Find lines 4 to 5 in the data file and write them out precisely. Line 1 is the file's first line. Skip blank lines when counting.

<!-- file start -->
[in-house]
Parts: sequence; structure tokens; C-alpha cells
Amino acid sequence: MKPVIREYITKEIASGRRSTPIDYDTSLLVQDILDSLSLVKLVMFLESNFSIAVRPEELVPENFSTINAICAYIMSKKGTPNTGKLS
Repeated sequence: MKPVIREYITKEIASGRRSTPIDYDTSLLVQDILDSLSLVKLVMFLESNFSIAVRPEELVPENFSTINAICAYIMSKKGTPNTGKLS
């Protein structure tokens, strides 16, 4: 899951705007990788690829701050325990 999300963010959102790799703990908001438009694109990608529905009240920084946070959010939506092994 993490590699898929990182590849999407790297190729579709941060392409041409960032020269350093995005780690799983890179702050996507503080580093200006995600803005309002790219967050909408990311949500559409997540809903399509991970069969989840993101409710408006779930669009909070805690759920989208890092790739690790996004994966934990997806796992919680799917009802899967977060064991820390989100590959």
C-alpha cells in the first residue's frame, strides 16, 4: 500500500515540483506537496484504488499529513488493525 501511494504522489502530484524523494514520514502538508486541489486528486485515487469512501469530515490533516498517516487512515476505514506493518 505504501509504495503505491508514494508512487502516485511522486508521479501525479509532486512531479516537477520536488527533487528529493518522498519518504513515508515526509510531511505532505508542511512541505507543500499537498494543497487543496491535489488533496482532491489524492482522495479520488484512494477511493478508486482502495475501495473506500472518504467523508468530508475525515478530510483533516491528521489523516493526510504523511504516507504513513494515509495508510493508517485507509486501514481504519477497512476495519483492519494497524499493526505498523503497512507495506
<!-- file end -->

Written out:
Repeated sequence: MKPVIREYITKEIASGRRSTPIDYDTSLLVQDILDSLSLVKLVMFLESNFSIAVRPEELVPENFSTINAICAYIMSKKGTPNTGKLS
């Protein structure tokens, strides 16, 4: 899951705007990788690829701050325990 999300963010959102790799703990908001438009694109990608529905009240920084946070959010939506092994 993490590699898929990182590849999407790297190729579709941060392409041409960032020269350093995005780690799983890179702050996507503080580093200006995600803005309002790219967050909408990311949500559409997540809903399509991970069969989840993101409710408006779930669009909070805690759920989208890092790739690790996004994966934990997806796992919680799917009802899967977060064991820390989100590959």